Dogen's zazen as other power practice

Dogen's zazen as other power practice

Postby Luke » Sat May 31, 2014 11:56 pm

"Dogen's zazen as other power practice" by Taigen Dan Leighton ... r_practice
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Re: Dogen's zazen as other power practice

Postby duckfiasco » Sun Jun 01, 2014 2:11 am

Wonderful, thank you for sharing.

I've often felt a synergy between Other-Power and what Zen authors variously describe as life-functioning, enlightened activity of all the Buddhas, the grasses and trees exalting the Dharma for sentient beings, the miraculously aware nature of moving our limbs and eyes, and so forth.
Namu Amida Butsu
The Perfect Way knows no difficulties
Except that it refuses to make preferences;
Only when freed from hate and love,
It reveals itself fully and without disguise.
- Sengcan (tr. Suzuki)
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Re: Dogen's zazen as other power practice

Postby Luke » Sun Jun 01, 2014 6:51 pm

I think that when "self-power" or "other-power" methods are properly done, they both dissolve the ego and lead to the non-dual experience of "neither self nor other."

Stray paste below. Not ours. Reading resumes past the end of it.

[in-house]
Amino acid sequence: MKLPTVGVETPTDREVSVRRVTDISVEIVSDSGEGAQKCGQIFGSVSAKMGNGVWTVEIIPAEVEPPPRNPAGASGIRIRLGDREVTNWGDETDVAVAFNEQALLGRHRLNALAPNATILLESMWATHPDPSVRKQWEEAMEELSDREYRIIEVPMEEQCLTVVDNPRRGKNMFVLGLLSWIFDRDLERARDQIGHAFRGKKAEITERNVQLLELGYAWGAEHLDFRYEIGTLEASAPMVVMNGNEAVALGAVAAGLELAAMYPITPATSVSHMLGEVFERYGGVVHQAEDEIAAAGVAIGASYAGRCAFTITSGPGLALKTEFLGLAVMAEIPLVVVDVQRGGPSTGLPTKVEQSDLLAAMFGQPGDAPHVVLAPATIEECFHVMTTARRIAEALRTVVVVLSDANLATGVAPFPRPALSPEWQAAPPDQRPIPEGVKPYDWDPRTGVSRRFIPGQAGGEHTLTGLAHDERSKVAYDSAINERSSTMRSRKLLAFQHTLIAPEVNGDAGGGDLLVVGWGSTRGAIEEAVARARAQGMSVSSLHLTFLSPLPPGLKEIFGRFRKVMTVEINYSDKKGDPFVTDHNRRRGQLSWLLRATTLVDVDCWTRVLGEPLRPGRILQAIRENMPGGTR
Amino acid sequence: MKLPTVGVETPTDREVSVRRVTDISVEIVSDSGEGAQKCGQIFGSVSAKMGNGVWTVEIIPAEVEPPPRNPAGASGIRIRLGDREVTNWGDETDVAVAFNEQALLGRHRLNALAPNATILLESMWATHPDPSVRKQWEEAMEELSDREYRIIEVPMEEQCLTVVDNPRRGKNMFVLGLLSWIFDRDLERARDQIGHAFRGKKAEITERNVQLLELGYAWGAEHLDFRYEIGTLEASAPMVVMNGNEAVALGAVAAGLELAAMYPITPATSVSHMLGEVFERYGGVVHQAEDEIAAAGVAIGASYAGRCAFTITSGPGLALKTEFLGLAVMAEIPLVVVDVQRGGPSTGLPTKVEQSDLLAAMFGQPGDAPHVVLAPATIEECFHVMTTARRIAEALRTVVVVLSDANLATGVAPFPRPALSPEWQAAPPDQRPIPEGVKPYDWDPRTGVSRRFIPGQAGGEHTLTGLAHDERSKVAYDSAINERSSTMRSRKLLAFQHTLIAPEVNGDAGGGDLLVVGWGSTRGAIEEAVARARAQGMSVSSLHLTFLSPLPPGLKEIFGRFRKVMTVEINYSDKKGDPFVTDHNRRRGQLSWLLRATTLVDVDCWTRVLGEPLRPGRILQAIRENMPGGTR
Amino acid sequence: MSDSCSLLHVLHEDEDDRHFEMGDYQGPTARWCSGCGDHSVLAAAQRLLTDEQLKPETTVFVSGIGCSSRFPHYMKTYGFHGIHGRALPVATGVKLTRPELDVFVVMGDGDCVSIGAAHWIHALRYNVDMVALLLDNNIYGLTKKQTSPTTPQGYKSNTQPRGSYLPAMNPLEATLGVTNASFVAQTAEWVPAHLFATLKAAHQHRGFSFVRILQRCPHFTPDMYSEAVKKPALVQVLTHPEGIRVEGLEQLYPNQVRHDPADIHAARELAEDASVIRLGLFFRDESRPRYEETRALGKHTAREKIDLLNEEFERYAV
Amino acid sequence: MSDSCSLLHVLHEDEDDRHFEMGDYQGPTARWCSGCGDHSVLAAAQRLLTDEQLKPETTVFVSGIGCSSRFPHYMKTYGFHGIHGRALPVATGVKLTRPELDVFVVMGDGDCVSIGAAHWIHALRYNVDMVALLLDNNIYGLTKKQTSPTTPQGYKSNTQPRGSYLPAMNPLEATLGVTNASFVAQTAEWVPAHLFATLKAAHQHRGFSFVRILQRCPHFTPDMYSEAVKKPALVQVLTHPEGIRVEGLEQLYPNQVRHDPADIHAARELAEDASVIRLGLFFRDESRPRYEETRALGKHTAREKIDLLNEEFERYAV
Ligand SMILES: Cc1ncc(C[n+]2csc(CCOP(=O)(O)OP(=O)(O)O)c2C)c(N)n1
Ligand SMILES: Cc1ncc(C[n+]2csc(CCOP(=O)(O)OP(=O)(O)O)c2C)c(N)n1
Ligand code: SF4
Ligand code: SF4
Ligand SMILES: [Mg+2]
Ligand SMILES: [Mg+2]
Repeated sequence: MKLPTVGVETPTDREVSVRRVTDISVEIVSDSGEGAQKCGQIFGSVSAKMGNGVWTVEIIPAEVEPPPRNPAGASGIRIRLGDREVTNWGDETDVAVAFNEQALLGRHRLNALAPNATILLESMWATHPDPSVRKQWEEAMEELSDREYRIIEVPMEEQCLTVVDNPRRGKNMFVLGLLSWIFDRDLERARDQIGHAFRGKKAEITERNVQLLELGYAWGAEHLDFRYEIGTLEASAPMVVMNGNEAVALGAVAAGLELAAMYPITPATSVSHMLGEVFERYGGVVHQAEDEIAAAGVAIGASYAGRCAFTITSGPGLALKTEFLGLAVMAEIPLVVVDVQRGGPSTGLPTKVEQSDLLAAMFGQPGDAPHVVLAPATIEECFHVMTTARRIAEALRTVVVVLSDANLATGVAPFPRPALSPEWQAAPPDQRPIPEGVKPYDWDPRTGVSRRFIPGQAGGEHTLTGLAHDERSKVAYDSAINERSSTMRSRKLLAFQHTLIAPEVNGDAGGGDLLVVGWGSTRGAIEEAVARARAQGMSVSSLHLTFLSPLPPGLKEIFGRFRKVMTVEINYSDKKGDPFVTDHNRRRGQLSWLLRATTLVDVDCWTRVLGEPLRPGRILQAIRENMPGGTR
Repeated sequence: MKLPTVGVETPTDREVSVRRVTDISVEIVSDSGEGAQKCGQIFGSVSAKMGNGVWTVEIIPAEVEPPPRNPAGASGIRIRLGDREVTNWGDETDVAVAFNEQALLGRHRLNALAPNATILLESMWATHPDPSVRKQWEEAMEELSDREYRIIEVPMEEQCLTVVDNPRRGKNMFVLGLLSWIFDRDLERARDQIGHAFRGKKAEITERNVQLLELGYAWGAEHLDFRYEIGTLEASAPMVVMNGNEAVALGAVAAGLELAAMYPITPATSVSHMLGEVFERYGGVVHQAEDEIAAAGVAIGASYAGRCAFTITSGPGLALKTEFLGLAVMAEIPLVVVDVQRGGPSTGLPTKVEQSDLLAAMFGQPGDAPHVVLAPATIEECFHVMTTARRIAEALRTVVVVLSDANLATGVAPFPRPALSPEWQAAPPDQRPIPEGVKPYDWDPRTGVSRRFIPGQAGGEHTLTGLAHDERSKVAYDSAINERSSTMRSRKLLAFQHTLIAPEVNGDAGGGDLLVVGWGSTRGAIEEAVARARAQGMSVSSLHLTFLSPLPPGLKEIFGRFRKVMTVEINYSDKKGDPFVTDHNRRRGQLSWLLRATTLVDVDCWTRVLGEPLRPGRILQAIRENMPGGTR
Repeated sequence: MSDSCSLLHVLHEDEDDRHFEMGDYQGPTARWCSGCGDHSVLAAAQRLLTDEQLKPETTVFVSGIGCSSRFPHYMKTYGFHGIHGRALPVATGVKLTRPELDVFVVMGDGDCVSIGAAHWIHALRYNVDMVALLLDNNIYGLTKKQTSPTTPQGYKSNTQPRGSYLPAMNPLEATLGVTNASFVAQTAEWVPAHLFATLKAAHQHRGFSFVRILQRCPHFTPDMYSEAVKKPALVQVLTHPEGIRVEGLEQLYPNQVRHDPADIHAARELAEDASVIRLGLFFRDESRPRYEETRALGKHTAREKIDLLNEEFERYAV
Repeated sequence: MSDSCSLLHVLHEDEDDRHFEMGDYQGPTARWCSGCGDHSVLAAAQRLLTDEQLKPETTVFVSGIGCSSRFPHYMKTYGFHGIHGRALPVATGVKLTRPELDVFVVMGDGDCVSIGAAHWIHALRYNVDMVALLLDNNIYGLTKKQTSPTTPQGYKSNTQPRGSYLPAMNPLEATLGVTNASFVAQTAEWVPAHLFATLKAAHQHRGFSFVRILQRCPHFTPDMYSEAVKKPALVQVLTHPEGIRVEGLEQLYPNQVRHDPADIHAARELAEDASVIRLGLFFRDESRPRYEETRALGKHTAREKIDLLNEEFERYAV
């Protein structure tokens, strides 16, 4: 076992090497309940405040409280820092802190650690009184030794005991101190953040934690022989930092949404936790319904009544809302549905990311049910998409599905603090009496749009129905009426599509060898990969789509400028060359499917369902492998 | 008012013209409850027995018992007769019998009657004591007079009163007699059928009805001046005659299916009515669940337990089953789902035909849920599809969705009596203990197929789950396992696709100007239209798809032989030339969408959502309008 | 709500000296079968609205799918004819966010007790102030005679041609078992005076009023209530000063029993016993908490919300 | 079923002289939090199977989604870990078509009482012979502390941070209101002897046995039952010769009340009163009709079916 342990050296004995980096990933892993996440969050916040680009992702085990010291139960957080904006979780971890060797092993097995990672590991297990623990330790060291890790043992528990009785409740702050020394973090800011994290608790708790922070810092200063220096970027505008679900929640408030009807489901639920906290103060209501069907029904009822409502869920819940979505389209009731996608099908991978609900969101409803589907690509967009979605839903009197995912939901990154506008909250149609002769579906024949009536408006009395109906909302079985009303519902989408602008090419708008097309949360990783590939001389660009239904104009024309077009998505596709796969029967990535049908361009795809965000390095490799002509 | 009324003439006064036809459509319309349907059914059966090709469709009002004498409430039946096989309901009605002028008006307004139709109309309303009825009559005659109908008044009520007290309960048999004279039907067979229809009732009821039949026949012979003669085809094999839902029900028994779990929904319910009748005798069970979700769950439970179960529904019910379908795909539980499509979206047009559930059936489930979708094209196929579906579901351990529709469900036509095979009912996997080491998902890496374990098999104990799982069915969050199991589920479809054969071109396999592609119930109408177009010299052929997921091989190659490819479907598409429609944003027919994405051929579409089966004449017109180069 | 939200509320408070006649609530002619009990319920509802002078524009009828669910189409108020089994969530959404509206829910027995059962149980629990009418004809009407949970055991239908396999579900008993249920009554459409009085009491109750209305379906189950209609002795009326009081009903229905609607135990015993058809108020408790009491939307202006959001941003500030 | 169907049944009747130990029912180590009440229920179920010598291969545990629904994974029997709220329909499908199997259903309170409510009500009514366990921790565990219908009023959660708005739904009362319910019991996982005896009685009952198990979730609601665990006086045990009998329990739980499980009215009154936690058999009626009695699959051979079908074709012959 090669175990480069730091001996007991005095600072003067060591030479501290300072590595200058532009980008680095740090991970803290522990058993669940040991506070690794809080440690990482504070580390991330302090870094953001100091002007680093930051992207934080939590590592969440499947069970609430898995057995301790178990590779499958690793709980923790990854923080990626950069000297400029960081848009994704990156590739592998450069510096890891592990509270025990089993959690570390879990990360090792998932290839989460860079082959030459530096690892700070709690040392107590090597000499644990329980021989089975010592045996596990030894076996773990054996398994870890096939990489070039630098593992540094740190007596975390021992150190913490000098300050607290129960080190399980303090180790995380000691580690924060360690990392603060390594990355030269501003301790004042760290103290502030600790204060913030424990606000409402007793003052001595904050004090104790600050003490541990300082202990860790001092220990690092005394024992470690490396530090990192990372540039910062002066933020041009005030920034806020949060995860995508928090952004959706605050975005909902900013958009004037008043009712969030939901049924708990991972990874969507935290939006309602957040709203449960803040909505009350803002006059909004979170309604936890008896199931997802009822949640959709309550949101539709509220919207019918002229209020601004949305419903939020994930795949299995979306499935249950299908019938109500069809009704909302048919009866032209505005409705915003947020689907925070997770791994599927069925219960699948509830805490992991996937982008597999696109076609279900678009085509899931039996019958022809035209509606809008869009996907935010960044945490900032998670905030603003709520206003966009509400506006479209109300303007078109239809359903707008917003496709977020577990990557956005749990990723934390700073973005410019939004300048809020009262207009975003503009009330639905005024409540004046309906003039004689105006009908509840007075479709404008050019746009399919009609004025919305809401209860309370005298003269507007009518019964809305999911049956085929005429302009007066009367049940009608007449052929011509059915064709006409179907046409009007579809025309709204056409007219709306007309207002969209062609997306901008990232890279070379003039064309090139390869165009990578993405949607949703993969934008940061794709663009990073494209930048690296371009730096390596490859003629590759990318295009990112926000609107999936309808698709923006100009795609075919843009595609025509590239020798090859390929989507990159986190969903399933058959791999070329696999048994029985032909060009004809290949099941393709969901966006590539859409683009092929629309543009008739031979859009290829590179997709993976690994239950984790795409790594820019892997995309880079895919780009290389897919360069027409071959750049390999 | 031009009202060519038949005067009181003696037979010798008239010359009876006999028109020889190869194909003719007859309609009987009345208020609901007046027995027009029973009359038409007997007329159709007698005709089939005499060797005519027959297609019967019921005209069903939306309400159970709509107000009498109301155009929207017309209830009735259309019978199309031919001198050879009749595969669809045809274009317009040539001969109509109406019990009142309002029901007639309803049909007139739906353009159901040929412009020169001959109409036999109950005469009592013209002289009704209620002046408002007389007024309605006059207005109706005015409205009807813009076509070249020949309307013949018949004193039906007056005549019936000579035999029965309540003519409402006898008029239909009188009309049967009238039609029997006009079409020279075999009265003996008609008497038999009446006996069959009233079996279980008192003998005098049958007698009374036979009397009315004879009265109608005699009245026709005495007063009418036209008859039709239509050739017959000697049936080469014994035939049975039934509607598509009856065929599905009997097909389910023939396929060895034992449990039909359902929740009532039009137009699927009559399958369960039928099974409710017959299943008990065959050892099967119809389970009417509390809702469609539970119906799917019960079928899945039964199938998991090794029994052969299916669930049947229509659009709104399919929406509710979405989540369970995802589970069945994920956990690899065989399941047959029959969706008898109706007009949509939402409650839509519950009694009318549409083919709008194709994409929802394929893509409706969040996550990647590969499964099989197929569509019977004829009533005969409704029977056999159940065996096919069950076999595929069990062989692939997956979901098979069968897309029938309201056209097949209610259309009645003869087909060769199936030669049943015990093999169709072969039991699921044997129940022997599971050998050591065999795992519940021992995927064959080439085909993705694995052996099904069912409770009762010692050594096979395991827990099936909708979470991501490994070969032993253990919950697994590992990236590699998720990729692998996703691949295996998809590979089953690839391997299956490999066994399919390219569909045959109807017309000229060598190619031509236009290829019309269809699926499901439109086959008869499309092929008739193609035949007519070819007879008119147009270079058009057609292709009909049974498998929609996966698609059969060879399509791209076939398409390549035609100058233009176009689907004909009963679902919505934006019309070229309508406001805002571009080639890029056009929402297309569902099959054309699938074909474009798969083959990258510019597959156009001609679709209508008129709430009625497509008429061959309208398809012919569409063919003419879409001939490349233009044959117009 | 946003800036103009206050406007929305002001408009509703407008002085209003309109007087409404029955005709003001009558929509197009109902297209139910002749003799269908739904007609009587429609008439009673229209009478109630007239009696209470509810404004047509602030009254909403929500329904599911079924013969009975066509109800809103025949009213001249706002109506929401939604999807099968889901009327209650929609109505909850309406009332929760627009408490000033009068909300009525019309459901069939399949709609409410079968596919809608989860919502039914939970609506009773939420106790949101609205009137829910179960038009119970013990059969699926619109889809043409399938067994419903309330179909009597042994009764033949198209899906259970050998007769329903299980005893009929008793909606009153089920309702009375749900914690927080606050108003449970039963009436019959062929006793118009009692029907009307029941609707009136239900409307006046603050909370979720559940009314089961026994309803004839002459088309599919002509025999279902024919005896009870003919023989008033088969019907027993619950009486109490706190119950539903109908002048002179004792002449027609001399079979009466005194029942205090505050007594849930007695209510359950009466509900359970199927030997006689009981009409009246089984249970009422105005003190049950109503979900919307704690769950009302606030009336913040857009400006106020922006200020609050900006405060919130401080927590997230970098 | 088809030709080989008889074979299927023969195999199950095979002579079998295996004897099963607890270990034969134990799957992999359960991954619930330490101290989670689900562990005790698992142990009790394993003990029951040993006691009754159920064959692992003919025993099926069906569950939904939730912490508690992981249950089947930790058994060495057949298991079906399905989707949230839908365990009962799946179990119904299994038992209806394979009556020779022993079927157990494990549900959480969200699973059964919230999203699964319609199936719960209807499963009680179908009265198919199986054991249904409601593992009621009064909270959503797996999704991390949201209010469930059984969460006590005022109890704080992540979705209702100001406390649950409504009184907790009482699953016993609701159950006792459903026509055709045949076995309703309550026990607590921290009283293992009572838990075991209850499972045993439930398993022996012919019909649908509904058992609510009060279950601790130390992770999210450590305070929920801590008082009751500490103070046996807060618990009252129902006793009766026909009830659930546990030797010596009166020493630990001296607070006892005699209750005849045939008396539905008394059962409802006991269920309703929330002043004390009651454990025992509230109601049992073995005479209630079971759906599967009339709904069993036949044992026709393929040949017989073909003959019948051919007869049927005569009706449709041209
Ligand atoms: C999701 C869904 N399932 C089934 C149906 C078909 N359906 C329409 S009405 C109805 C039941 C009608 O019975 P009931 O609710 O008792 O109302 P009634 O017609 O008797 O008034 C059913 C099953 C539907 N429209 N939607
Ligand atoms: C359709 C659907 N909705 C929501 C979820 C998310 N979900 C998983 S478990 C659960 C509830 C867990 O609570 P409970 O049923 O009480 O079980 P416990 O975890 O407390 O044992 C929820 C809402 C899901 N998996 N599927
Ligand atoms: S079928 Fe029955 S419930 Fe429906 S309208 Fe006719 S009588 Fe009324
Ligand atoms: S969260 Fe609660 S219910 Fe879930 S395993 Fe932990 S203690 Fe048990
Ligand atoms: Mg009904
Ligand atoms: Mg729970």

My Zen teacher once said that if you practice Zen seriously, you aren't able to say "I practice Zen" because you don't have such a limited sense of "I" anymore.

Soto Zen seems to be a lot about expressing gratitude and then just letting go.
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Re: Dogen's zazen as other power practice

Postby Concordiadiscordi » Wed Aug 06, 2014 7:59 am

"To study the way of enlightenment is to study the self. To study the self is to forget the self. To forget the self is to be actualized by myriad things. When actualized by myriad things, your body and mind as well as the bodies and minds of others drop away. No trace of enlightenment remains, and this no-trace continues endlessly."
- Dōgen Zenji

This may counted amongst the most liberally cited of passages from master Dōgen's oeuvre, but it certainly bears much of significance to the discussion currently under way. As may be readily gleaned from the venerable pen of master Dōgen himself, the inconceivable flowering of zazen is fundamentally irreducible and all-encompassing, in that it involves neither the mere exertion of self (jiriki), nor the mere exertion of myriad things (tariki), but also the eventual dropping away of both self and other within the ungraspable sphere of traceless and continuous practice-realization. How could this possibly be limited to one or many?

The boundless circle of the Great Way traverses each step along the path, whilst each step along the path traverses the boundless circle of the Great Way.

"The only valid censorship of ideas is the right of people not to listen."
- Tommy Smothers
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